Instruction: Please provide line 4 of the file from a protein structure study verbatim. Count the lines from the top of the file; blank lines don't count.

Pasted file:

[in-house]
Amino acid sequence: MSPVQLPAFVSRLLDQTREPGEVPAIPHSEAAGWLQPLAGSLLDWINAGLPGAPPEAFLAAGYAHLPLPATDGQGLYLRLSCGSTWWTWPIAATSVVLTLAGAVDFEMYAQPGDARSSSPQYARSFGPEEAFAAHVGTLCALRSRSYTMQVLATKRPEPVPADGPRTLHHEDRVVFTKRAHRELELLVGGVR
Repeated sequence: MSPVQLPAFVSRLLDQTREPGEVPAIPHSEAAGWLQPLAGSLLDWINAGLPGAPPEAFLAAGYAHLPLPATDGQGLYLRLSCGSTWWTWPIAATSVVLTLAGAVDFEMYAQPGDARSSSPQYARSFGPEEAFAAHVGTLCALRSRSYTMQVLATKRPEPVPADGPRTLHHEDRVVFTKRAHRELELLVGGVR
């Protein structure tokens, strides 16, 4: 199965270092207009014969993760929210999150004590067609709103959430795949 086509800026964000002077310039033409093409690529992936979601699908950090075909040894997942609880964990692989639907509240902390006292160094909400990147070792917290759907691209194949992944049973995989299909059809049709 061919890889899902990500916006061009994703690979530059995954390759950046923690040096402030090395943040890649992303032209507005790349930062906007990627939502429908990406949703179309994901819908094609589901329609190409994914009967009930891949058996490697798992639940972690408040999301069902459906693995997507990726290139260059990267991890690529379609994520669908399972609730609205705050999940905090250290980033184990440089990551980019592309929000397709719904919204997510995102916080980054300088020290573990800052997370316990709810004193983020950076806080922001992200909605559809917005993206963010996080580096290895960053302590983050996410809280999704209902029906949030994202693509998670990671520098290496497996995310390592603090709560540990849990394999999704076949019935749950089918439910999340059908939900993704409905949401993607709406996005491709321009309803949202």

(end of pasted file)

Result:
């Protein structure tokens, strides 16, 4: 199965270092207009014969993760929210999150004590067609709103959430795949 086509800026964000002077310039033409093409690529992936979601699908950090075909040894997942609880964990692989639907509240902390006292160094909400990147070792917290759907691209194949992944049973995989299909059809049709 061919890889899902990500916006061009994703690979530059995954390759950046923690040096402030090395943040890649992303032209507005790349930062906007990627939502429908990406949703179309994901819908094609589901329609190409994914009967009930891949058996490697798992639940972690408040999301069902459906693995997507990726290139260059990267991890690529379609994520669908399972609730609205705050999940905090250290980033184990440089990551980019592309929000397709719904919204997510995102916080980054300088020290573990800052997370316990709810004193983020950076806080922001992200909605559809917005993206963010996080580096290895960053302590983050996410809280999704209902029906949030994202693509998670990671520098290496497996995310390592603090709560540990849990394999999704076949019935749950089918439910999340059908939900993704409905949401993607709406996005491709321009309803949202």